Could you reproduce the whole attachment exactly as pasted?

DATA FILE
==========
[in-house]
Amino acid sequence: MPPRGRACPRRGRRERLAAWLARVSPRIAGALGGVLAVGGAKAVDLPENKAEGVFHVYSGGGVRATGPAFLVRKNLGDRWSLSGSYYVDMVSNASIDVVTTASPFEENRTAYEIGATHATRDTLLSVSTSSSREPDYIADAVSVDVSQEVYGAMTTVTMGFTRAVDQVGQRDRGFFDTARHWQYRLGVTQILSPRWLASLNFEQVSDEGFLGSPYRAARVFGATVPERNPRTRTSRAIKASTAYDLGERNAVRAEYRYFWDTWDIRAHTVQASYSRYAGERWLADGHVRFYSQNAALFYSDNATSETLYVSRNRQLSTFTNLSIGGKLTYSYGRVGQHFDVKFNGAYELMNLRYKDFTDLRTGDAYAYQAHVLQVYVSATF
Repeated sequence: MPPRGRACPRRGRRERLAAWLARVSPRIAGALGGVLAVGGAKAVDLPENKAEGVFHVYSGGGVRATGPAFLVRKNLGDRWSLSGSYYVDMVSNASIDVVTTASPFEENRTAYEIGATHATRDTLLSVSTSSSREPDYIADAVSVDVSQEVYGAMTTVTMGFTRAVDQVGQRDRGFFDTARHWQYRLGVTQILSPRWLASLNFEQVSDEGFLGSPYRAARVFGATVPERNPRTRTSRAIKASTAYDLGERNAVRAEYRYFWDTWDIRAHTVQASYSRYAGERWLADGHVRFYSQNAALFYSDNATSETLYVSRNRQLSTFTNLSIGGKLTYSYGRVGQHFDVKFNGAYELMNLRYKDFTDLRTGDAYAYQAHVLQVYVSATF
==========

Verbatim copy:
[in-house]
Amino acid sequence: MPPRGRACPRRGRRERLAAWLARVSPRIAGALGGVLAVGGAKAVDLPENKAEGVFHVYSGGGVRATGPAFLVRKNLGDRWSLSGSYYVDMVSNASIDVVTTASPFEENRTAYEIGATHATRDTLLSVSTSSSREPDYIADAVSVDVSQEVYGAMTTVTMGFTRAVDQVGQRDRGFFDTARHWQYRLGVTQILSPRWLASLNFEQVSDEGFLGSPYRAARVFGATVPERNPRTRTSRAIKASTAYDLGERNAVRAEYRYFWDTWDIRAHTVQASYSRYAGERWLADGHVRFYSQNAALFYSDNATSETLYVSRNRQLSTFTNLSIGGKLTYSYGRVGQHFDVKFNGAYELMNLRYKDFTDLRTGDAYAYQAHVLQVYVSATF
Repeated sequence: MPPRGRACPRRGRRERLAAWLARVSPRIAGALGGVLAVGGAKAVDLPENKAEGVFHVYSGGGVRATGPAFLVRKNLGDRWSLSGSYYVDMVSNASIDVVTTASPFEENRTAYEIGATHATRDTLLSVSTSSSREPDYIADAVSVDVSQEVYGAMTTVTMGFTRAVDQVGQRDRGFFDTARHWQYRLGVTQILSPRWLASLNFEQVSDEGFLGSPYRAARVFGATVPERNPRTRTSRAIKASTAYDLGERNAVRAEYRYFWDTWDIRAHTVQASYSRYAGERWLADGHVRFYSQNAALFYSDNATSETLYVSRNRQLSTFTNLSIGGKLTYSYGRVGQHFDVKFNGAYELMNLRYKDFTDLRTGDAYAYQAHVLQVYVSATF